For The First Time, Employed Docs Outnumber Self-Employed Docs
Monday, May 13, 2019
Posted by: Diane Berg
he milestone continues a long-term trend that has shifted the distribution of physicians away from ownership of private practices.
Employed physicians were 47.4% of all patient care physicians in 2018, up 6% points since 2012.Self-employed physicians were 45.9% of all patient care physicians in 2018, down 7% points since 2012.In the aggregate, 34.7% of physicians worked either directly for a hospital or in a practice at least partly owned by a hospital in 2018, up from 29.0% in 2012.
Employed physicians outnumber self-employed physicians for the first time in the United States, according to an updated study on physician practices by the American Medical Association."Transformational change continues in the delivery of healthcare and physicians are responding by reevaluating their practice arrangements," AMA President Barbara L. McAneny, MD, said in a media release.
Employed physicians were 47.4% of all patient care physicians in 2018, up 6% points since 2012.Self-employed physicians were 45.9% of all patient care physicians in 2018, down 7% points since 2012.Such a dramatic shift is not unprecendented. Older AMA surveys show the share of self-employed physicians fell 14% points during a six-year span between 1988 and 1994.
Given the rate of change in the early 1990s, it appeared a point was imminent when employed physicians would outnumber self-employed physicians, but the shift took much longer than anticipated.
The AMA's researchers said that history suggests that "caution should be taken in assuming current trends will continue indefinitely."
The majority of patient care physicians (54%) worked in physician-owned practices in 2018 either as an owner, employee, or contractor. Although this share fell from 60% in 2012, the trend away from physician-owned practice appears to be slowing since more than half of the shift occurred between 2012 and 2014, the study said.
At the same time, there was an increase in the share of physicians working directly for a hospital or in a practice at least partly owned by a hospital.Physicians working directly for a hospital were 8% of all patient care physicians, an increase from 5.6% in 2012. Physicians in hospital-owned practices were 26.7% of all patient care physicians, an increase from 23.4% in 2012.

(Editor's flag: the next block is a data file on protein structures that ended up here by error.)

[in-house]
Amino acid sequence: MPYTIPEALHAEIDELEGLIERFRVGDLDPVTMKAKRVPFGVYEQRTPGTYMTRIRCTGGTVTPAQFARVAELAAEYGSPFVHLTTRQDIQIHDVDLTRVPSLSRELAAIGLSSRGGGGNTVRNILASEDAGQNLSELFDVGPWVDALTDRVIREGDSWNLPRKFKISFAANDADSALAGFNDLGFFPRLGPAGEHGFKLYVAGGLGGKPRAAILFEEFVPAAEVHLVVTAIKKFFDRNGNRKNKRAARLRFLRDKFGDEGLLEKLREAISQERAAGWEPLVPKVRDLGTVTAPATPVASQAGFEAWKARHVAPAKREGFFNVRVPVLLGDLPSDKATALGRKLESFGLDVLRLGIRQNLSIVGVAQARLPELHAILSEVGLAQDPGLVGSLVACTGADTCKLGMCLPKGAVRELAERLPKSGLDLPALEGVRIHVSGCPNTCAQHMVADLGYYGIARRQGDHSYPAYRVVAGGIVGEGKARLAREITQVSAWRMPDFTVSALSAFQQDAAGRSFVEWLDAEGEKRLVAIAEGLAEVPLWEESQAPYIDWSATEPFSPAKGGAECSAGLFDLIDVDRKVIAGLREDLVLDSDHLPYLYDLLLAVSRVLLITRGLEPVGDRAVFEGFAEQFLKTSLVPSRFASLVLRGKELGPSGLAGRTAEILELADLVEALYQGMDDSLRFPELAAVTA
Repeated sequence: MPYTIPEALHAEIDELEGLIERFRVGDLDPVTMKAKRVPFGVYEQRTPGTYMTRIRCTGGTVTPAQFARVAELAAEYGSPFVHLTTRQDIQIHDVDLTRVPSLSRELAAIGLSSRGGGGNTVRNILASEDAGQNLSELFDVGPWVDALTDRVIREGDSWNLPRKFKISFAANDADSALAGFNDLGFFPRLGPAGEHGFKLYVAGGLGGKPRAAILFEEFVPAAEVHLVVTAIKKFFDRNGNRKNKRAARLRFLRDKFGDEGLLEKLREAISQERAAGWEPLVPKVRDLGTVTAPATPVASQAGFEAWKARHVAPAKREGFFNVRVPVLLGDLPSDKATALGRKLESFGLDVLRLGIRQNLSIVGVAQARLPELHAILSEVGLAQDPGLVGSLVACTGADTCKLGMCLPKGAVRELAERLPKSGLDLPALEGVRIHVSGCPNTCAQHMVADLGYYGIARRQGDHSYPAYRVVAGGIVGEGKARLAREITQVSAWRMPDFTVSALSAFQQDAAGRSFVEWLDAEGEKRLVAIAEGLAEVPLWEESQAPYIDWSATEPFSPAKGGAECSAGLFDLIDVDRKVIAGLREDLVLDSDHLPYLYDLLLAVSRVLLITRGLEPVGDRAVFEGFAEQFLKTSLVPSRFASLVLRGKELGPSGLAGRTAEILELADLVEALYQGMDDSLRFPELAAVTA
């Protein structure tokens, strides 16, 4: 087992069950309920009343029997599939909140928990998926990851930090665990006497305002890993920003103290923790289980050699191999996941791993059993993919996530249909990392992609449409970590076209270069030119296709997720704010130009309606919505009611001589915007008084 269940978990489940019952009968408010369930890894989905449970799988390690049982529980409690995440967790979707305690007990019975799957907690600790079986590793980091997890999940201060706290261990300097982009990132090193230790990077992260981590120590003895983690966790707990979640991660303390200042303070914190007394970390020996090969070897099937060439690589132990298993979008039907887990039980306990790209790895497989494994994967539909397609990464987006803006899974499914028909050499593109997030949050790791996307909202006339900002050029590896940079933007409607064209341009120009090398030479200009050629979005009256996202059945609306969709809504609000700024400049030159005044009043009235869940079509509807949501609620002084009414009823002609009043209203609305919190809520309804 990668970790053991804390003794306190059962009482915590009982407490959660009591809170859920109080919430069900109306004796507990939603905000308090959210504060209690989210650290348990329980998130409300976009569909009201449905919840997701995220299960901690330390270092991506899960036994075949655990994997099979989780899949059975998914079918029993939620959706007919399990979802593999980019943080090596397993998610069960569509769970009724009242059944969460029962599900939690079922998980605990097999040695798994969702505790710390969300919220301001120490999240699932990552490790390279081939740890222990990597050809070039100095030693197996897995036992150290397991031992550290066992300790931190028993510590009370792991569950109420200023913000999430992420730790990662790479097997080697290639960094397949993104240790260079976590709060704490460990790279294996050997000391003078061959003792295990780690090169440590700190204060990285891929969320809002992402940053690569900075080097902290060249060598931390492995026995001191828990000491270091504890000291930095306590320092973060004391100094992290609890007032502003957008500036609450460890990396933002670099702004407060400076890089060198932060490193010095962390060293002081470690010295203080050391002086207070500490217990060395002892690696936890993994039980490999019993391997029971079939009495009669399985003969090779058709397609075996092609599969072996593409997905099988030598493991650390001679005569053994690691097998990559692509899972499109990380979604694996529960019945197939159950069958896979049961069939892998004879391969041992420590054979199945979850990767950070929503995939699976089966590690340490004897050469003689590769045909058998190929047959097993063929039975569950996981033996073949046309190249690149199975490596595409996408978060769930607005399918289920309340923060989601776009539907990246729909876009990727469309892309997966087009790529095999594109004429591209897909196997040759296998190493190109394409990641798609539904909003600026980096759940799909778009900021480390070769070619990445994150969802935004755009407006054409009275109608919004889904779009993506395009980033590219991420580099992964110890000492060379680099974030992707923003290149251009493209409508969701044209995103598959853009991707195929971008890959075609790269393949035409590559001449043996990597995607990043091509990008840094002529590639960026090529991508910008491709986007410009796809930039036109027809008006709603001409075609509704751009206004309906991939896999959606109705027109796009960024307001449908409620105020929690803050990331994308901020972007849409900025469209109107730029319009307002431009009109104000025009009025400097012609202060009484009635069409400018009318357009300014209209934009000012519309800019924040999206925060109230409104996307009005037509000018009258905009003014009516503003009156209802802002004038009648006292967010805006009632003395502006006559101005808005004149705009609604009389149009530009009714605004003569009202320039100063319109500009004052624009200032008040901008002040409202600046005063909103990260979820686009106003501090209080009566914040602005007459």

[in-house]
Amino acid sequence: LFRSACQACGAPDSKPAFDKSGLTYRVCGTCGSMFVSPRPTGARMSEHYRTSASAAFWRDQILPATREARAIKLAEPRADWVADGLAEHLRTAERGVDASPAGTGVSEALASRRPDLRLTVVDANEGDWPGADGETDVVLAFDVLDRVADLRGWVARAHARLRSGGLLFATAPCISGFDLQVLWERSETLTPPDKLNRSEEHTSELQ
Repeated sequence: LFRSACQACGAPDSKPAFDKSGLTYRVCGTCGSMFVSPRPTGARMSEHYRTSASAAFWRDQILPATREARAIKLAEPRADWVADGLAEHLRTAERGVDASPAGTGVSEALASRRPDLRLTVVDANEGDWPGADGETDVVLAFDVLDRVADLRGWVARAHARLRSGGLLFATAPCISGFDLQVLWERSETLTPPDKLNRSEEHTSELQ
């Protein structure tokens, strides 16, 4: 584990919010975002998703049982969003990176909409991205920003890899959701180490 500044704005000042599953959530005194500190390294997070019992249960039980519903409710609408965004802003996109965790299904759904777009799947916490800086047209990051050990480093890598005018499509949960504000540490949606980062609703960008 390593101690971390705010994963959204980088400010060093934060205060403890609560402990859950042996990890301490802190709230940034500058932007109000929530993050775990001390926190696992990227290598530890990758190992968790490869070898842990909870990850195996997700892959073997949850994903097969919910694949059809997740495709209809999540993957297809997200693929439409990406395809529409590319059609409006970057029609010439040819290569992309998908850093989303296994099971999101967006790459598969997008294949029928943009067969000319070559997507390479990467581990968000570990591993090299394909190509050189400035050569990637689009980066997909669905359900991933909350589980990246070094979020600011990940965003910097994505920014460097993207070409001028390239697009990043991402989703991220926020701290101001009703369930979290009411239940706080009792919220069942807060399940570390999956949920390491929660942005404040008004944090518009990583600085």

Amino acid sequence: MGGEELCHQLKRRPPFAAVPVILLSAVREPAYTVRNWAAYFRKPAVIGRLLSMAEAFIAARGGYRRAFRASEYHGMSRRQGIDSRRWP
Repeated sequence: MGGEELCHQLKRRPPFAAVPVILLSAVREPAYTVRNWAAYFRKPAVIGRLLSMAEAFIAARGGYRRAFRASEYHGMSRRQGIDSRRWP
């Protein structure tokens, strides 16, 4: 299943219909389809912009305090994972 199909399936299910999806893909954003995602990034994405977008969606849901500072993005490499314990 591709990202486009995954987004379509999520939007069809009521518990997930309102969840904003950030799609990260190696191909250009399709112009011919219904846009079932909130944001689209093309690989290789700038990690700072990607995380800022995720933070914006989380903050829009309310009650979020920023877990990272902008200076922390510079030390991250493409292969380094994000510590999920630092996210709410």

In the aggregate, 34.7% of physicians worked either for a hospital or in a practice at least partly owned by a hospital in 2018, up from 29.0% in 2012.
Younger physicians and women physicians are more likely to be employed. Nearly 70% of physicians under age 40 were employees in 2018, compared to 38.2% of physicians age 55 and over.Among female physicians, more were employees than practice owners (57.6% vs. 34.3%). The reverse is true for male physicians, more were practice owners than employees (52.1% vs. 41.9%).
As in past AMA studies, physicians’ employment status varied widely across medical specialties in 2018.The surgical subspecialties had the highest share of owners (64.5%) followed by obstetrics/gynecology (53.8%) and internal medicine subspecialties (51.7%).Emergency medicine had the lowest share of owners (26.2%) and the highest share of independent contractors (27.3%). Family practice was the specialty with the highest share of employed physicians (57.4%).
Most physicians still work in small practices, but this share has fallen slowly but steadily since 2012. In 2018, 56.5% of physicians worked in practices with 10 or fewer physicians compared to 61.4% in 2012.The AMA report said the transition has been driven primarily by the shift away from very small practices, especially solo practices, in favor of very large practices of 50 or more physicians.
The new study is the latest addition to the AMA's Policy Research Perspective series that examines long term changes in practice arrangements and payment methodologies.